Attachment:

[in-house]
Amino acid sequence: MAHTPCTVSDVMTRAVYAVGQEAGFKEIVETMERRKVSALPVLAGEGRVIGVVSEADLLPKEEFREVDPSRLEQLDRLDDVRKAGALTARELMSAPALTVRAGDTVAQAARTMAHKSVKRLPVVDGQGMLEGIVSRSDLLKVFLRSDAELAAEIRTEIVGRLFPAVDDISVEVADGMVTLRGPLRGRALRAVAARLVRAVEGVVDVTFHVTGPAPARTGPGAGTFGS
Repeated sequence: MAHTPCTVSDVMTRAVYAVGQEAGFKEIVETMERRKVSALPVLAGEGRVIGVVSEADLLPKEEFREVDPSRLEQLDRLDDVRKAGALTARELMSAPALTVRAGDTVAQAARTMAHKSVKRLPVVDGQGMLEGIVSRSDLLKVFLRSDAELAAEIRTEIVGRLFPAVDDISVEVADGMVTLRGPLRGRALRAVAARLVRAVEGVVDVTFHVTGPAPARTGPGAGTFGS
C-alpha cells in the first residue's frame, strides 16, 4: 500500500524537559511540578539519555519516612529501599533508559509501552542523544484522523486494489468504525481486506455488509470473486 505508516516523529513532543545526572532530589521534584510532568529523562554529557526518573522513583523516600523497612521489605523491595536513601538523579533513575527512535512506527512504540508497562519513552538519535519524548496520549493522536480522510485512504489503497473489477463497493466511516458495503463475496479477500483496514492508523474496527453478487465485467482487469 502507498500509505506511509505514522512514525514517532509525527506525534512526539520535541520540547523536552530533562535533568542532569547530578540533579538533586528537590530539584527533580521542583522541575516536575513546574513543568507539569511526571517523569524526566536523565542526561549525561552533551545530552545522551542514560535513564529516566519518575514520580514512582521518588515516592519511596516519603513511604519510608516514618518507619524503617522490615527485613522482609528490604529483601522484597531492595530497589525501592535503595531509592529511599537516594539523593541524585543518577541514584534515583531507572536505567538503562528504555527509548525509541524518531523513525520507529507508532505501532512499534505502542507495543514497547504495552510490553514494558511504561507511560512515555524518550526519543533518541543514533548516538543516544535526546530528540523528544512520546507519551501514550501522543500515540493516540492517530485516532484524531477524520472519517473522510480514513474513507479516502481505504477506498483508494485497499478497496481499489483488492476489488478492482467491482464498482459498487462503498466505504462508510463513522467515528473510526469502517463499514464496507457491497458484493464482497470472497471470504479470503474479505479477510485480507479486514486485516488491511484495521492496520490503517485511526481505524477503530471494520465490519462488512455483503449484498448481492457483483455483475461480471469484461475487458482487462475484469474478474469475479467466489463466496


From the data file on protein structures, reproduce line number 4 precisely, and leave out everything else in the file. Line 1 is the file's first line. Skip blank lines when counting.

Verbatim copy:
C-alpha cells in the first residue's frame, strides 16, 4: 500500500524537559511540578539519555519516612529501599533508559509501552542523544484522523486494489468504525481486506455488509470473486 505508516516523529513532543545526572532530589521534584510532568529523562554529557526518573522513583523516600523497612521489605523491595536513601538523579533513575527512535512506527512504540508497562519513552538519535519524548496520549493522536480522510485512504489503497473489477463497493466511516458495503463475496479477500483496514492508523474496527453478487465485467482487469 502507498500509505506511509505514522512514525514517532509525527506525534512526539520535541520540547523536552530533562535533568542532569547530578540533579538533586528537590530539584527533580521542583522541575516536575513546574513543568507539569511526571517523569524526566536523565542526561549525561552533551545530552545522551542514560535513564529516566519518575514520580514512582521518588515516592519511596516519603513511604519510608516514618518507619524503617522490615527485613522482609528490604529483601522484597531492595530497589525501592535503595531509592529511599537516594539523593541524585543518577541514584534515583531507572536505567538503562528504555527509548525509541524518531523513525520507529507508532505501532512499534505502542507495543514497547504495552510490553514494558511504561507511560512515555524518550526519543533518541543514533548516538543516544535526546530528540523528544512520546507519551501514550501522543500515540493516540492517530485516532484524531477524520472519517473522510480514513474513507479516502481505504477506498483508494485497499478497496481499489483488492476489488478492482467491482464498482459498487462503498466505504462508510463513522467515528473510526469502517463499514464496507457491497458484493464482497470472497471470504479470503474479505479477510485480507479486514486485516488491511484495521492496520490503517485511526481505524477503530471494520465490519462488512455483503449484498448481492457483483455483475461480471469484461475487458482487462475484469474478474469475479467466489463466496